- highly trained specialists, with deep knowledge of their vertical, who keep the rest of their team informed about the latest research about best practices in their area;
- business focused strategic partners, aligned with their company’s business goals and focused on developing line-of-business expertise, so that they can act as informed consultants to business units, rather than simply giving general advice;
- tech saavy adopters of new technologies designed to help drive business transformation with technology adoption that aligns with the fast pace of change in the business units they deal with.
Jenny notes the link between where HR is today and where finance and admin teams were a decade ago and how they have evolved from “bean counting” to “strategic partner” roles in the business.
In today’s business climate we think the same applies regardless of what area of the business you operate in. All these insights tying innovation, change management and revenue growth together share a common denominator – the people in your organization.
Getting greater innovation, better alignment, reimagined roles, re-energized growth…it all starts with people, organizational transparency, experimentation, information sharing, empowerment, virtual team designs, employee engagement — all the great things that flow from moving from the traditional hierarchically based top down monolithic view of your organizational architecture, to alternative, more inclusive and more empowering views of who is on the team, where they are, what capabilities they have to offer, and how best to mobilize them.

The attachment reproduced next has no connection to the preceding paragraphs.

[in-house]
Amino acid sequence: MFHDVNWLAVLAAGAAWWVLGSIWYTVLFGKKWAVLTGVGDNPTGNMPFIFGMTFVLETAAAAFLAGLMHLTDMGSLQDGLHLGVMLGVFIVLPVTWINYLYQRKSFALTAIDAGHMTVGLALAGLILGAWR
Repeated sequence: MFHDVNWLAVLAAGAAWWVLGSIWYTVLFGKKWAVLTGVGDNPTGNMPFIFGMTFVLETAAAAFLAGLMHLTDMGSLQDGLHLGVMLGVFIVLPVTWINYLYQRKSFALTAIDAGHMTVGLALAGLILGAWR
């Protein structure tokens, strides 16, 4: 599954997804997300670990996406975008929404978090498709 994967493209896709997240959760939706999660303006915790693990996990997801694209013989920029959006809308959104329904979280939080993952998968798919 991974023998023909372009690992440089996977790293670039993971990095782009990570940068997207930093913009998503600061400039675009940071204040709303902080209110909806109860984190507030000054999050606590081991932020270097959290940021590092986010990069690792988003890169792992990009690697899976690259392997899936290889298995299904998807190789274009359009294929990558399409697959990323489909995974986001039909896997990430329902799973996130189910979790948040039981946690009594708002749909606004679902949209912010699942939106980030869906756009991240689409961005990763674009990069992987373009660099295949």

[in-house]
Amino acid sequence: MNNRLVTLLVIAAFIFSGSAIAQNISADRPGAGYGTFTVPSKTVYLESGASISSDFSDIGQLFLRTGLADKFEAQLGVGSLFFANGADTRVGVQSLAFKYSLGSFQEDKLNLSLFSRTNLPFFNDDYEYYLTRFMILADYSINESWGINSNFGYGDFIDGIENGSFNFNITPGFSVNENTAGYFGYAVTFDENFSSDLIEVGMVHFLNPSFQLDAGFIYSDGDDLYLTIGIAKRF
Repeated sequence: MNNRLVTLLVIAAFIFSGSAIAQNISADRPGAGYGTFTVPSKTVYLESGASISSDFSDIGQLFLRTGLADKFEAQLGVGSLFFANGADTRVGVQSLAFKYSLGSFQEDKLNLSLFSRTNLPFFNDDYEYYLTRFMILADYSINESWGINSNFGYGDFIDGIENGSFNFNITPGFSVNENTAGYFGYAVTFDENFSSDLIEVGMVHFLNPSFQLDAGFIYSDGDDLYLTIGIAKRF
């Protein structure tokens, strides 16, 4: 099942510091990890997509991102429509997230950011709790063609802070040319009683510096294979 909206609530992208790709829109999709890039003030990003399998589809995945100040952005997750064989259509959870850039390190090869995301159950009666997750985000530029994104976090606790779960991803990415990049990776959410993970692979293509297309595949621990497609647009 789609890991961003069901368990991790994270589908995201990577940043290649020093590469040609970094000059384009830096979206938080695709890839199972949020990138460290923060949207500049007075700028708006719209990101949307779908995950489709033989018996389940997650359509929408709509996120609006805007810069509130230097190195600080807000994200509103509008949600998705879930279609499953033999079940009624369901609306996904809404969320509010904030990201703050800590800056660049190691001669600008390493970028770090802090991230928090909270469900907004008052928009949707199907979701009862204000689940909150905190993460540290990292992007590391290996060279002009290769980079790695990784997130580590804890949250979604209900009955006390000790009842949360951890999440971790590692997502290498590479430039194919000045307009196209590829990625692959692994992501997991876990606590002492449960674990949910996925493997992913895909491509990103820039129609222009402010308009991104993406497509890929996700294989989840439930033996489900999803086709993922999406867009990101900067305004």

What does your org chart look like when you put the CEO at the bottom of the pyramid, and move out from there to find the managers, and select the team members that are going to work in concert to incubate and drive your innovation agenda? When you can reimagine roles and seamlessly move people from your team with unique skills to fill them?
That all starts with simple org charts that your teams can create and share – from the SWAT Team at Region 5 to the SWOT team at Store 115.
Creating different organizational designs using Organimi org charts is a simple, easy and free way to get more people inside, around and outside your organizations engaged in the important work of bringing innovation and revenue generation front and center.
We hope you find us, enjoy what you see, and start making Organimi one of the tools in your innovation toolkit to drive continuous improvement and better engagement across your organization.
We can’t guarantee there won’t be some spills from time to time, but with Organimi it is easy to identify who should be on the clean up crew….at Tesco and everywhere else.
As always, thanks for reading.